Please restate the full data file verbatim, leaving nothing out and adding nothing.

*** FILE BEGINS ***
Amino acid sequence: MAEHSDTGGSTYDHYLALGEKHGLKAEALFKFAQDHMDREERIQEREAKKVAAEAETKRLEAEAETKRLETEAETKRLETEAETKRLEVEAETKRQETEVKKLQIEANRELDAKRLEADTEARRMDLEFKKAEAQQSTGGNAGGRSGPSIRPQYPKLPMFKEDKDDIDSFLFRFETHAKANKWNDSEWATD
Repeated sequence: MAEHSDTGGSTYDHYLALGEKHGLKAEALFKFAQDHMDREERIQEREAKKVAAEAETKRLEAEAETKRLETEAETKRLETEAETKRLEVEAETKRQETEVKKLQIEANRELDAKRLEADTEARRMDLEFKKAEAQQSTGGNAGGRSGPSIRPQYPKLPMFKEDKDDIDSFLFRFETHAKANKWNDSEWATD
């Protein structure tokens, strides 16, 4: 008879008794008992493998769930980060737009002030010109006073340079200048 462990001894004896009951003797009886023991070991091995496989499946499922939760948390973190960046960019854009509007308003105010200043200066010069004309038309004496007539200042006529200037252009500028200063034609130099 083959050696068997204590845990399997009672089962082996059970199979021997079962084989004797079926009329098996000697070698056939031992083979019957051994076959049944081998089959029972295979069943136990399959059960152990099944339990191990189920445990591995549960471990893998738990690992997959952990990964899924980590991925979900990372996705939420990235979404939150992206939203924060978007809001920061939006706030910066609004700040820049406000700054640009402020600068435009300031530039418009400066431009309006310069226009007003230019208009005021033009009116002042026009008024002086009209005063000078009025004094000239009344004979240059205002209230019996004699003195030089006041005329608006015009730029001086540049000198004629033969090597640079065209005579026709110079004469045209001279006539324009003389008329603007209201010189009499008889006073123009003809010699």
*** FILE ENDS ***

Amino acid sequence: MAEHSDTGGSTYDHYLALGEKHGLKAEALFKFAQDHMDREERIQEREAKKVAAEAETKRLEAEAETKRLETEAETKRLETEAETKRLEVEAETKRQETEVKKLQIEANRELDAKRLEADTEARRMDLEFKKAEAQQSTGGNAGGRSGPSIRPQYPKLPMFKEDKDDIDSFLFRFETHAKANKWNDSEWATD
Repeated sequence: MAEHSDTGGSTYDHYLALGEKHGLKAEALFKFAQDHMDREERIQEREAKKVAAEAETKRLEAEAETKRLETEAETKRLETEAETKRLEVEAETKRQETEVKKLQIEANRELDAKRLEADTEARRMDLEFKKAEAQQSTGGNAGGRSGPSIRPQYPKLPMFKEDKDDIDSFLFRFETHAKANKWNDSEWATD
């Protein structure tokens, strides 16, 4: 008879008794008992493998769930980060737009002030010109006073340079200048 462990001894004896009951003797009886023991070991091995496989499946499922939760948390973190960046960019854009509007308003105010200043200066010069004309038309004496007539200042006529200037252009500028200063034609130099 083959050696068997204590845990399997009672089962082996059970199979021997079962084989004797079926009329098996000697070698056939031992083979019957051994076959049944081998089959029972295979069943136990399959059960152990099944339990191990189920445990591995549960471990893998738990690992997959952990990964899924980590991925979900990372996705939420990235979404939150992206939203924060978007809001920061939006706030910066609004700040820049406000700054640009402020600068435009300031530039418009400066431009309006310069226009007003230019208009005021033009009116002042026009008024002086009209005063000078009025004094000239009344004979240059205002209230019996004699003195030089006041005329608006015009730029001086540049000198004629033969090597640079065209005579026709110079004469045209001279006539324009003389008329603007209201010189009499008889006073123009003809010699």